5. Blattberg, R. C., Briesch, R., & Fox, E. J. (1995). How promotions work. Marketing Science, 14, G122–G132.CrossRefGoogle Scholar
  6. Borg, M. O., & Stranahan, H. A. (2005). Does lottery and advertising exploit disadvantaged and vulnerable markets? Business Ethics Quarterly, 15, 23–35.Google Scholar
  7. Cohen, J., Planinac, L., Robinson, D., et al. (2008). Tobacco promotions at point-of-sale: The last hurrah. Canadian Journal of Public Health, 99, 166–171.Google Scholar
  8. Cultural Partners Australia Consortium. (2000). The impact of gaming on specific cultural groups. Retrieved June 9, 2009, from$File/Project_2000TIGSCG.pdf.
  9. Felsher, R., Derevensky, J., & Gupta, R. (2004). Lottery play amongst youth: Implications for prevention and social policy. Journal of Gambling Studies, 20, 127–153.PubMedCrossRefGoogle Scholar
  10. Gupta, R., & Derevensky, J. (2008). Gambling practices among youth: Etiology, prevention and treatment. In C. A. Essau (Ed.), Adolescent addiction: Epidemiology, assessment and treatment (pp. 207–230). London, U.K.: Elsevier.Google Scholar
  11. Jacobs, D. F. (2004). Youth gambling in North America: Long-term trends and future prospects. In J. Derevensky & R. Gupta (Eds.), Gambling problems in youth: Theoretical and applied perspectives (pp. 1–26). New York, NY: Kluwer Academic/Plenum.Google Scholar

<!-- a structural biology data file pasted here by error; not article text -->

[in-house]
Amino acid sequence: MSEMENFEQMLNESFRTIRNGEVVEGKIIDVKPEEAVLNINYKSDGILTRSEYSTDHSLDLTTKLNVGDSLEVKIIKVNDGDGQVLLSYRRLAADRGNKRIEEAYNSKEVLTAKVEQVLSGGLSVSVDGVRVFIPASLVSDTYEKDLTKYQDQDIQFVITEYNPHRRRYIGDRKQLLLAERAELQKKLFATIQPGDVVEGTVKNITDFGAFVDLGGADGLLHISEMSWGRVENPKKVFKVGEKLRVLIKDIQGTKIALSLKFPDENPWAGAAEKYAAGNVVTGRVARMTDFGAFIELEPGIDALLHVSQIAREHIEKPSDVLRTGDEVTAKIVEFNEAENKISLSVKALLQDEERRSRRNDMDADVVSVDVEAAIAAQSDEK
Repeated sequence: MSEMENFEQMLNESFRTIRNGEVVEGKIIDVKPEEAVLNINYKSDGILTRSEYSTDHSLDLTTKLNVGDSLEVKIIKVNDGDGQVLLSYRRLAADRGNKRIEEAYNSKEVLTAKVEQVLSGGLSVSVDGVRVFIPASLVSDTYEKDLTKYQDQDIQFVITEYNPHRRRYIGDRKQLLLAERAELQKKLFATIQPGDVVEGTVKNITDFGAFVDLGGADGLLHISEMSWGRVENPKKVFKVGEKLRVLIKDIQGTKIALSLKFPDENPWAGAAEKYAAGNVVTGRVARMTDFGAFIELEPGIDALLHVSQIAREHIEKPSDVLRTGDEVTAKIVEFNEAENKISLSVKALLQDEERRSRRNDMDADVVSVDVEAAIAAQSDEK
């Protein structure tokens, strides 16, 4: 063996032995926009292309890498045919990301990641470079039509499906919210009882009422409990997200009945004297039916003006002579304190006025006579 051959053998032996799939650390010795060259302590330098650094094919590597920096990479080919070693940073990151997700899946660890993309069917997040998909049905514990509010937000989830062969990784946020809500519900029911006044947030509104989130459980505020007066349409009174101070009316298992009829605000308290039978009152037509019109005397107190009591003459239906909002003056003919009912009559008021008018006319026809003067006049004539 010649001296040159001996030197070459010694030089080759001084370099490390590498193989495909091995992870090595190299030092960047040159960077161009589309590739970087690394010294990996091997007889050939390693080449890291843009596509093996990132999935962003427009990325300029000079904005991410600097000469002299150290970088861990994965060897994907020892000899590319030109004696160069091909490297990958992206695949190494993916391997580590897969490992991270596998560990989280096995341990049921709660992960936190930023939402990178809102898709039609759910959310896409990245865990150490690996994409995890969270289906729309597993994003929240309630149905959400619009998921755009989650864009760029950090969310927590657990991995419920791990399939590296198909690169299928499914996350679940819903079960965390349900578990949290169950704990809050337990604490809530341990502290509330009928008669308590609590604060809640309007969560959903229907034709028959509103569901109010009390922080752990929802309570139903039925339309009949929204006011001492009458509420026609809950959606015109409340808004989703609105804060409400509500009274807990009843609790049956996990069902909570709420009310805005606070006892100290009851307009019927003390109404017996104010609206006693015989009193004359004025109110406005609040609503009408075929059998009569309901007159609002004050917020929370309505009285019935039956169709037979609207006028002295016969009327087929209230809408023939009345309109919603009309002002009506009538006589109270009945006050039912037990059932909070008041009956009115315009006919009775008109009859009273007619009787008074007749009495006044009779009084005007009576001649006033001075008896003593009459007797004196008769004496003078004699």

12. Kearney, M. S. (2005). State lotteries and consumer behavior. Journal of Public Economics, 89, 2269–2299.CrossRefGoogle Scholar
  13. Korn, D. (2000). Expansion of gambling in Canada: Implications for health and social policy. Canadian Medical Association Journal, 163, 61–64.PubMedGoogle Scholar
  14. Korn, D., Reynolds, J., & Hurson, T. (2008). Commerical gambling advertising: Exploring the youth connection. Final report submitted to the Ontario problem gambling research centre. Retrieved June 8, 2009, from
  15. Marshall, K., & Wynne, H. (2003). Fighting the odds. Perspectives on labour and income: The online edition. Retrieved June 9, 2009, from
  16. McMullen, J. L., & Miller, D. (2009). Wins, winning and winners: The commercial advertising of lottery gambling. Journal of Gambling Studies, Epub ahead of print.Google Scholar
  17. Monaghan, S., Derevensky, J., & Sklar, A. (2008). Impact of gambling advertisements and marketing on children and adolescents: Policy recommendations to minimize harm. Journal of Gambling Issues, 22, 252–274.CrossRefGoogle Scholar